California’s Tomales Bay was expected to reopen for oyster production following a two-week closure after a Norovirus outbreak.
The California Department of Health on Thursday lifted the emergency closure after samples came back negative for Norovirus. The specific source of the outbreak, which had sickened at least 43 people, remained unidentified Friday.
Contaminated shellfish was suspected shortly after New Year’s, when Hog Island Oyster Co. — which supplies dozens of upscale restaurants in the area — began reporting customers with symptoms of food poisoning who had eaten oysters between Dec. 28 and Jan. 3.
“We are leaning hard into this issue and working with all stakeholders and agencies to do our best to avoid this happening again,” said Terry Sawyer, co-founder and vice president of Hog Island Oyster Co. said in a statement.
Hog Island Oyster Co. began an immediate voluntary recall and started an investigation to trace the source of the affected harvest lots. Hog Island Oyster Co. and all other shellfish companies in the area had also immediately ceased harvest and sales of oysters.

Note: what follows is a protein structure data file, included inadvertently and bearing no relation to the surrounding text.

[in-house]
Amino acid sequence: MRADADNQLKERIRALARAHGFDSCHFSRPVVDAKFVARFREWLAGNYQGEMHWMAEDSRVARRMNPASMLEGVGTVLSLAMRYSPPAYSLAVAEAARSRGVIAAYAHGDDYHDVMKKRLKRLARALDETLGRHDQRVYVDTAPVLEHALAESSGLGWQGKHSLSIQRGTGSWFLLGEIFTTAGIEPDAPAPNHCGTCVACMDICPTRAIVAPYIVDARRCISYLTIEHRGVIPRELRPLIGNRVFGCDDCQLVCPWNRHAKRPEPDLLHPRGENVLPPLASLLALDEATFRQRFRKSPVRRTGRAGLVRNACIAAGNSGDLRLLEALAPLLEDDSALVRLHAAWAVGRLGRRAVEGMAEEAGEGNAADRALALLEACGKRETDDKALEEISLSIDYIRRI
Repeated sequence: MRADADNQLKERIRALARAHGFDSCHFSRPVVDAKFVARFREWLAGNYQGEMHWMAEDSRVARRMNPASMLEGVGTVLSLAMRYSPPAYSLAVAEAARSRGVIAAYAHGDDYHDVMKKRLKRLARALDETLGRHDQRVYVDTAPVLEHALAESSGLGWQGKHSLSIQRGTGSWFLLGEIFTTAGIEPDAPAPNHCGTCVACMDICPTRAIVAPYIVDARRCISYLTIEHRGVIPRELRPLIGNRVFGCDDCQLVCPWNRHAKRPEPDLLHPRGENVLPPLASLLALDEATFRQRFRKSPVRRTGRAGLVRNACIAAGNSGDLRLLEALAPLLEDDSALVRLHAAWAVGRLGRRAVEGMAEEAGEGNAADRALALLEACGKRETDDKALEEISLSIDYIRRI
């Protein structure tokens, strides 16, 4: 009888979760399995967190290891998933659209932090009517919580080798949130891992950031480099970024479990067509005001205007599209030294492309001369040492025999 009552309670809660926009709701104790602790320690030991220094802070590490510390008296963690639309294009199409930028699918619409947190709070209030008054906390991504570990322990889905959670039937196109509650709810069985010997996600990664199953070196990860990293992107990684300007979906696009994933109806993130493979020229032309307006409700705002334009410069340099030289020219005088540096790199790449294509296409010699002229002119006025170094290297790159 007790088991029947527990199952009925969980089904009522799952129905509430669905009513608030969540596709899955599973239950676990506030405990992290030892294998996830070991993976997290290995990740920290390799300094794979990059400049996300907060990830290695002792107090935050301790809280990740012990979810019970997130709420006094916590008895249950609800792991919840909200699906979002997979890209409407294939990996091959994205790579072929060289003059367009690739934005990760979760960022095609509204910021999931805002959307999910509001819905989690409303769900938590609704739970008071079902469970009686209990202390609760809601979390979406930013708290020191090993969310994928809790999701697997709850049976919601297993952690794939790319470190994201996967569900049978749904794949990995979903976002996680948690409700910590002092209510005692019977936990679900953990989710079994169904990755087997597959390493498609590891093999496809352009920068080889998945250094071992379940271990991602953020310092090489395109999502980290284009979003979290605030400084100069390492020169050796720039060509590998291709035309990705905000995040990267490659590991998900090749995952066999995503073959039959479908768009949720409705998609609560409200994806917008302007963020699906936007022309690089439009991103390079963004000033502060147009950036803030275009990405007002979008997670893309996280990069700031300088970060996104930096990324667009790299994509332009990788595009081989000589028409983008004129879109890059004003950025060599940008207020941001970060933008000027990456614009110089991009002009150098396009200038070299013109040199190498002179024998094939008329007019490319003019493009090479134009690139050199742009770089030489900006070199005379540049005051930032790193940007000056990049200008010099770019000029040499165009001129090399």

Restaurants in the Bay area that may have been affected by the recall were immediately notified. A full list of the affected restaurants has been published by the California Department of Public Health, including Anchor Oyster Bar in San Francisco, Central Market in Petaluma, Cork and More in South Lake Tahoe, Farmstead in St. Helena, all Hog Island locations, Monterey Fish Market in Berkeley, Osteria Stellina in Point Reyes Station, Picco in Larkspur, Saltwater Oyster Depot in Inverness, The Kitchen in Sarcamento, and The Shuckery in Petaluma.
Despite the clean bill of health from laboratory test results, Tomales Bay shellfish farms still remained closed Friday, due to heavy winter rains. Harvesting was expected to resume after the standard rainfall closure was lifted.
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